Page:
I was doing some machine learning coding and I wanted to programmatically create a scatter plot. My data looks like:
xs = np.array([1, 2, 3, 4, 5, 6, 7, 8]) ys = np.array([3, 4, 8, 5, 6, 7, 3, 2]) lbls = np.array([0, 2, 1, 1, 1, 2, 0, 0])
So, there were eight data points. The first one was (1,3) and had label=0, the second point was (2,4) with label=2, and so on. There are three class labels: 0, 1, 2 so I wanted three colors. Now I’ve created such a scatter plot using matplotlib many times, but I can never remember the exact syntax. So I did a what I thought would be a quick Internet search.
This was one of those weird cases where I found reference after reference — but they were all looking at very unusual scenarios, not the basic scenario I wanted to perform.
Anyway, I eventually put the pieces of the puzzle together but it took much longer than I thought it would — about 30 minutes when I was expected maybe 2 minutes.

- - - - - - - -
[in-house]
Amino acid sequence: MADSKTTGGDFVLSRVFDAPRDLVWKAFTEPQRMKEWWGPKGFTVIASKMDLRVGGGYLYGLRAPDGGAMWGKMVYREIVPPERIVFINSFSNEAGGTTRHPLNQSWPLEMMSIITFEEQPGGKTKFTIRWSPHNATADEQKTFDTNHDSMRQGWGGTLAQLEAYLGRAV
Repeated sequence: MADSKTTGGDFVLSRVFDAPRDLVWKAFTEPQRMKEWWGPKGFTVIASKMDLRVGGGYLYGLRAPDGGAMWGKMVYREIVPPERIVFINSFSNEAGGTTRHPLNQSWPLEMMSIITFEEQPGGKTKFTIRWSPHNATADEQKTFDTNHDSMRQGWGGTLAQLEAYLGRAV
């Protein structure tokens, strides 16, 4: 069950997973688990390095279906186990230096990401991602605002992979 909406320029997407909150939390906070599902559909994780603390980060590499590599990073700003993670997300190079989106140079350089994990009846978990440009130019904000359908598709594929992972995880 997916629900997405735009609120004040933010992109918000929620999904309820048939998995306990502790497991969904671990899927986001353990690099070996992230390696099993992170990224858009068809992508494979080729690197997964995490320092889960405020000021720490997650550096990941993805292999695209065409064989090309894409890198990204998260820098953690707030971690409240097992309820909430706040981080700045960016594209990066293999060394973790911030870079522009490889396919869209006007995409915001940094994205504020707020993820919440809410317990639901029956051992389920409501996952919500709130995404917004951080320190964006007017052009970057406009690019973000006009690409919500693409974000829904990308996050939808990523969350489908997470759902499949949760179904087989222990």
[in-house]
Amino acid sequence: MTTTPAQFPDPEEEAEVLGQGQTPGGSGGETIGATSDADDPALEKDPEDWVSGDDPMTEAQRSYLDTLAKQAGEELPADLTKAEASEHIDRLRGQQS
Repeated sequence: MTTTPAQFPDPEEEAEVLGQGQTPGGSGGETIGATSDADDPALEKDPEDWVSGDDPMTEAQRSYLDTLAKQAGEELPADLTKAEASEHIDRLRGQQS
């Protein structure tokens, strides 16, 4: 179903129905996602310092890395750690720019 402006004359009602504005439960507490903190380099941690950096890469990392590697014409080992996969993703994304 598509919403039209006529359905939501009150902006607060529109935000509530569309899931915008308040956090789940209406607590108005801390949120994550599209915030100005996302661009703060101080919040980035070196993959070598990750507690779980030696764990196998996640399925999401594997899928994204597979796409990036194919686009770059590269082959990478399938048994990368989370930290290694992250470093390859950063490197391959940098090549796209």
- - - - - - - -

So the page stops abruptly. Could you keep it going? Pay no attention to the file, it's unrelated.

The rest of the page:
The crux of the issue is that in most situations, you want to plot many points with just a few classes, so you process data one class at a time rather than by one data item at a time. I wanted to process by data item, not by class.
One of the morals of this story is that I’ve become spoiled by the information that’s available on the Internet. I remember the pre-Internet days when tackling a small problem often meant a walk to the library, and a search through several books.
Left: Men prefer red. In an experiment where a woman was pictured in a red dress and the same dress in blue, men consistently rated the woman in red as more attractive. Center: Color affects taste. In an experiment, hot chocolate was served in red, orange, cream, and white mugs. People consistently rated the hot chocolate served in the white mug and cream mug as better tasting. Right: Some colors can affect your mood. Although the effect varies, a pink room tends to make people calmer, and a yellow room can make people mildly nauseous, which is why airplanes rarely have yellow interiors.
# scatter_test.py import matplotlib.pyplot as plt import numpy as np xs = np.array([1, 2, 3, 4, 5, 6, 7, 8]) ys = np.array([3, 4, 8, 5, 6, 7, 3, 2]) lbls = np.array([0, 2, 1, 1, 1, 2, 0, 0]) # can use named colors or HTML codes colormap = np.array(['red', 'lightseagreen', '#F39C12']) plt.scatter(xs, ys, s=120, c=colormap[lbls]) plt.show()